"Then we've got our Jaws ad. This guy who looks like he could take on the Steelers' front four is lying on the deck of a ship taking sun, and he's surrounded by six of the most dynamic looking dollies you've ever seen, all wearing string bikinis. Suddenly Jaws appears. You hear a voice ask, 'What'll you do for a case of Attila?' Our guy jumps up, belts the shark in the face, sends his teeth flying every which way. I mean, he cleans his clock. That's one dead fish we're seeing. Then our guy starts chugging Attila Light. And the broads start taking off their tops."

Stormin' Norman, who knows a bull's-eye when he films it, picked up a machete and threw it at the cardboard cutout of Fidel Castro that stood in the corner of his office. It went through Castro's heart, through the wall and stuck in his secretary's thigh. "Helluva gal, sorry to lose her," he said. And as he dialed for an ambulance he talked about his other commercials:

"Our next ad is set in the New York City subway. You've got this subway car full of 15 greasy, smelly punks -- dirtballs, real slime -- and they've got their knives out, and they're getting ready to mug this old lady. We've got Charles Bronson doing the voice-over, and you hear Bronson ask, 'What'll you do for a keg of Attila?' Suddenly, the train pulls into a station, the door opens and these two Green Beret types come in and start blasting away with M-16s. They waste all the punks and gently pick up the old lady and carry her to safety. As they go up the stairs you see them pass a poster for Attila Light with the slogan: 'Some Things Are Worth Fighting For.'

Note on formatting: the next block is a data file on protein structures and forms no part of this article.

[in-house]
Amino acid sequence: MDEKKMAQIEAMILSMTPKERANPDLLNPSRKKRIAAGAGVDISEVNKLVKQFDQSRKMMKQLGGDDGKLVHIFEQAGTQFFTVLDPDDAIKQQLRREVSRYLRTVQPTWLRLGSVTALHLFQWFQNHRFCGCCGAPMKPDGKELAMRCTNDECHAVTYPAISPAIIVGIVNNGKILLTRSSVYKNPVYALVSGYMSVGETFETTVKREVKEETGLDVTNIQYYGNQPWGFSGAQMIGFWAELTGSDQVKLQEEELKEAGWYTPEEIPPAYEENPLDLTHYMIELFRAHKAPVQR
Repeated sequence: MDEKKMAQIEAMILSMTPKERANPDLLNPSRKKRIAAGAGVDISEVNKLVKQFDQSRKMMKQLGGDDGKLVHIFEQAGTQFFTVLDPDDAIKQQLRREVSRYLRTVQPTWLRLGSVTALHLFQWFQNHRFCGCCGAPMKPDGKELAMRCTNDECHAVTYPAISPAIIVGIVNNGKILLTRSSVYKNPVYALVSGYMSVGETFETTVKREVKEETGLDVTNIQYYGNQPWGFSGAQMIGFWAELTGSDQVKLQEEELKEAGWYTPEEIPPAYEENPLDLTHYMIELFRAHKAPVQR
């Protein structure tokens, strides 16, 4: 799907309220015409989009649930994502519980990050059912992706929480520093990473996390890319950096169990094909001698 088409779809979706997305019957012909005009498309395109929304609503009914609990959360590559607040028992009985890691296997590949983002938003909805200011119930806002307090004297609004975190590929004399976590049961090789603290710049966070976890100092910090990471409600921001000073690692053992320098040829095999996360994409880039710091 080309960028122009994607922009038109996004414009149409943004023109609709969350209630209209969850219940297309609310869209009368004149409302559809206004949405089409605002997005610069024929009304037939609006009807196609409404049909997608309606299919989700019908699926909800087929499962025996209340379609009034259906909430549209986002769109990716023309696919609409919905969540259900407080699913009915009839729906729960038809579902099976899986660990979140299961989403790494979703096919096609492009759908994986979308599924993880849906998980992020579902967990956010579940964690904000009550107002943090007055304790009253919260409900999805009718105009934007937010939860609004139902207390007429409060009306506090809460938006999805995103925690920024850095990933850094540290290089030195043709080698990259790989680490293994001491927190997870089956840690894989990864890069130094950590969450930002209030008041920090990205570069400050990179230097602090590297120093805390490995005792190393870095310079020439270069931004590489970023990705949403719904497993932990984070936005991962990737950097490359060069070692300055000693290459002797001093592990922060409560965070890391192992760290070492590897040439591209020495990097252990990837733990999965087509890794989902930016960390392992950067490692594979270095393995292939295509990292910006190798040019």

"Then we have the gas crisis ad. A bunch of sneering, flabby, pasty-faced sheiks just dripping money drive up in long, black limousines to check into the Tripoli Hilton for an OPEC meeting. There must be 100 of 'em in the street. You hear a voice ask, 'What'll you do for a truckload of Attila?' Two customized 'Vettes pull up. Four marines get out, pull the pins and lob grenades into the lobby. So long, it's been good to know ya. As the marines walk away you hear one say, 'Ain't no use doing it, unless you do it right.' And another says, 'I think we earned some Attila Light.' "

Stormin' Norman was rolling now.

He was hot. Beads of sweat gathered on his forehead like bullets -- speaking of which, he had removed the pearl-handled .357 magnum from his shoulder holster and was yelling, "Fore!" then firing at his 3-D poster of Idi Amin, blowing grapefruit-sized holes in the wall.

"I've saved the best for last. It starts out with a view of two F16s taking off from an aircraft carrier. Our guys, you know. One looks like Clint Eastwood, and the other looks like Steve McQueen. As they climb they're in radio contact with each other. Clint says to Steve, 'What'll you do for an Attila Light distributorship?' And Steve says to Clint, 'Cover me.' The next thing you see is both planes going into a power dive, and as the landscape gets closer you realize they're zeroing in on North Korea. Oh baby, is this great. In the last part of the commercial we drop our bombs, blowing those commies all to hell, and this huge mushroom cloud covers the screen. The background music is the Mormon Tabernacle Choir singing 'God Bless America,' and in the cloud we flash the words 'Attila Light -- It'll Blow You Away.' "